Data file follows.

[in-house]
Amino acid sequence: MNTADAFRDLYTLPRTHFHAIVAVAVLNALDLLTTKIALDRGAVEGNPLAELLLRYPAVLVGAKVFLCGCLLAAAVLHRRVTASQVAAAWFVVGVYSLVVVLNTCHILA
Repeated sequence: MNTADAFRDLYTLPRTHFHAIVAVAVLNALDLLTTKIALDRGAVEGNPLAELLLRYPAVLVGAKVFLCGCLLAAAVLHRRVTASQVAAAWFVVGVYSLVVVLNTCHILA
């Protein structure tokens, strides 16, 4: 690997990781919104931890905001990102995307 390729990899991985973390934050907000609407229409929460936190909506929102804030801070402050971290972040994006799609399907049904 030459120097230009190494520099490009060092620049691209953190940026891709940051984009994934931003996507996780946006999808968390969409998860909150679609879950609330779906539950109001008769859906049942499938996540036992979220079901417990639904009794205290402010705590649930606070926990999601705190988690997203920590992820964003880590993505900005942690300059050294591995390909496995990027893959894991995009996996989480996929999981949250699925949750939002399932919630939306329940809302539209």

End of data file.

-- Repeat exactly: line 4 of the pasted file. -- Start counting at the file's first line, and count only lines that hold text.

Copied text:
């Protein structure tokens, strides 16, 4: 690997990781919104931890905001990102995307 390729990899991985973390934050907000609407229409929460936190909506929102804030801070402050971290972040994006799609399907049904 030459120097230009190494520099490009060092620049691209953190940026891709940051984009994934931003996507996780946006999808968390969409998860909150679609879950609330779906539950109001008769859906049942499938996540036992979220079901417990639904009794205290402010705590649930606070926990999601705190988690997203920590992820964003880590993505900005942690300059050294591995390909496995990027893959894991995009996996989480996929999981949250699925949750939002399932919630939306329940809302539209």